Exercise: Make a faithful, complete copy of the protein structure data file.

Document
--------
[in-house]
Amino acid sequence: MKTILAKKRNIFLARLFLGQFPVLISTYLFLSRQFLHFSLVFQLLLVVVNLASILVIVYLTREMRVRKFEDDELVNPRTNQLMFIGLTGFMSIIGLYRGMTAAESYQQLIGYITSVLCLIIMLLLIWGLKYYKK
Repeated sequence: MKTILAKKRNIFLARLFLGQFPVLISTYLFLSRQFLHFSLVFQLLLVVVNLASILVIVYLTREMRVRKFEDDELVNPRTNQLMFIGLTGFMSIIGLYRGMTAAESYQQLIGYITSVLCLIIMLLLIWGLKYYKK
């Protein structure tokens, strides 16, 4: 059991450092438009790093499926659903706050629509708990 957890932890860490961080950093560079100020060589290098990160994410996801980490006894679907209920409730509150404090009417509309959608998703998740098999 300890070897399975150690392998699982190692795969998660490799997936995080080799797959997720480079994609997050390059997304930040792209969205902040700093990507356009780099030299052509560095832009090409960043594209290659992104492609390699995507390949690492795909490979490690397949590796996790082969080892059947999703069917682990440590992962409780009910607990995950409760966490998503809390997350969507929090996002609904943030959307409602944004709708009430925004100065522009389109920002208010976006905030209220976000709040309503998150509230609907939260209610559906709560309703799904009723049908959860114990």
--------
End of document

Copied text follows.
[in-house]
Amino acid sequence: MKTILAKKRNIFLARLFLGQFPVLISTYLFLSRQFLHFSLVFQLLLVVVNLASILVIVYLTREMRVRKFEDDELVNPRTNQLMFIGLTGFMSIIGLYRGMTAAESYQQLIGYITSVLCLIIMLLLIWGLKYYKK
Repeated sequence: MKTILAKKRNIFLARLFLGQFPVLISTYLFLSRQFLHFSLVFQLLLVVVNLASILVIVYLTREMRVRKFEDDELVNPRTNQLMFIGLTGFMSIIGLYRGMTAAESYQQLIGYITSVLCLIIMLLLIWGLKYYKK
């Protein structure tokens, strides 16, 4: 059991450092438009790093499926659903706050629509708990 957890932890860490961080950093560079100020060589290098990160994410996801980490006894679907209920409730509150404090009417509309959608998703998740098999 300890070897399975150690392998699982190692795969998660490799997936995080080799797959997720480079994609997050390059997304930040792209969205902040700093990507356009780099030299052509560095832009090409960043594209290659992104492609390699995507390949690492795909490979490690397949590796996790082969080892059947999703069917682990440590992962409780009910607990995950409760966490998503809390997350969507929090996002609904943030959307409602944004709708009430925004100065522009389109920002208010976006905030209220976000709040309503998150509230609907939260209610559906709560309703799904009723049908959860114990």